• 2. Ibid.
  • 3. Ibid.
  • 4. "Secretary General’s Report to the Security Council," United Nations (S/1995/107), February 6, 1995.
1995

Full Implementation

The UNAMIR Continued to monitor the security situation. As of January 1995, UNAMIR’s strength was 5,740 all rank forces who were providing security in the IDP camps and the border region. The mission helped in establishing suitable conditions and a favorable climate for the lunching of Operation Retour, which was an integrated inter-agency initiative aimed at facilitating the safe resettlement of IDPs. The UNHCR and the UN Volunteers continued to monitor the human rights situation.5 By the end of November, the force level stood at 1,783 troops and 37 staff officers and 285 military observers.6 The UNAMIR also provided security to the International Tribunal and the Human Rights Field Operations. By the end of November 1995, the UN Human Rights Field Operation in Rwanda had some 120 members deployed in Kigali and in 10 field offices located throughout the country.7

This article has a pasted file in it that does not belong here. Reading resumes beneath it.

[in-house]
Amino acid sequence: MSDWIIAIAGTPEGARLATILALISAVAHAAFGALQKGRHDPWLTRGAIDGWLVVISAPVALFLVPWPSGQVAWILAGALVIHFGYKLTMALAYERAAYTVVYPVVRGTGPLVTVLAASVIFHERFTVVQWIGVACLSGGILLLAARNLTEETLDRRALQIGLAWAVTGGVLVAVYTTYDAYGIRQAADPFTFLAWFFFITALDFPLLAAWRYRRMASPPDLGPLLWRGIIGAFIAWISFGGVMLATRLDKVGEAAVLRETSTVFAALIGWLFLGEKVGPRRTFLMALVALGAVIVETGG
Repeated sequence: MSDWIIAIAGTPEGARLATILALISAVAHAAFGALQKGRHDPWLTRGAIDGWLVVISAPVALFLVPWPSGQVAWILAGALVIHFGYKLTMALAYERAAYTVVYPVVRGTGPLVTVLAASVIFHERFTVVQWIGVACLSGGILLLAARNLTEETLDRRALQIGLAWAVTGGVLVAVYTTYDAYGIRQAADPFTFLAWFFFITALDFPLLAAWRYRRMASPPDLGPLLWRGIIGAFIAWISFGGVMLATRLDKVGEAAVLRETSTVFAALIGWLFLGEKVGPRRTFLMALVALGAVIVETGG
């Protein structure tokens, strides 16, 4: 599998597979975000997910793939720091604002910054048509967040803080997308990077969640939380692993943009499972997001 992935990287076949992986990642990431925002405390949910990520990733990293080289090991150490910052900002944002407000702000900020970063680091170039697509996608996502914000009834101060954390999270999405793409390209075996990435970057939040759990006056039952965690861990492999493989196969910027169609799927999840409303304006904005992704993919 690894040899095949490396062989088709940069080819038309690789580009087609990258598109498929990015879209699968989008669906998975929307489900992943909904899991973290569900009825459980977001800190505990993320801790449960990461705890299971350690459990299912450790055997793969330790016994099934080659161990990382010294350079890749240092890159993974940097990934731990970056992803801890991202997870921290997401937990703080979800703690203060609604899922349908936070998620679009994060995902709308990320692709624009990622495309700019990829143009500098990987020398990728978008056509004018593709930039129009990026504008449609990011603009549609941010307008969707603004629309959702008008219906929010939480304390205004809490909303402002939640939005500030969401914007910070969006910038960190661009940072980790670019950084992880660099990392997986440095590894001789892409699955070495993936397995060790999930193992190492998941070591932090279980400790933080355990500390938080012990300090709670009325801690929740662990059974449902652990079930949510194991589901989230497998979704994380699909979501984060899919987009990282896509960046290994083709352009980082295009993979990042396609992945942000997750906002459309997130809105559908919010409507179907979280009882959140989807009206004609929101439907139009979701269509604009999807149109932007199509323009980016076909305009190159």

The UNMIR troops had been deliberately targeted as the UNAMIR headquarters was hit by grenades and small arms fire on 15 February. While investigating the attack the following day, eight members of a UNAMIR patrol were injured by a landmine. Similarly on March 5, three grenades were thrown at the guard post which injured to soldiers.8 The Rwandan Patriotic Army (RPA) continued to deny UNAMIR access to part of the country, searched and seized UNAMIR vehicles and equipment and participated in anti-UNAMIR demonstrations. The UNAMIR and RPA used to hold meetings on a fortnightly basis which did not take place for months.9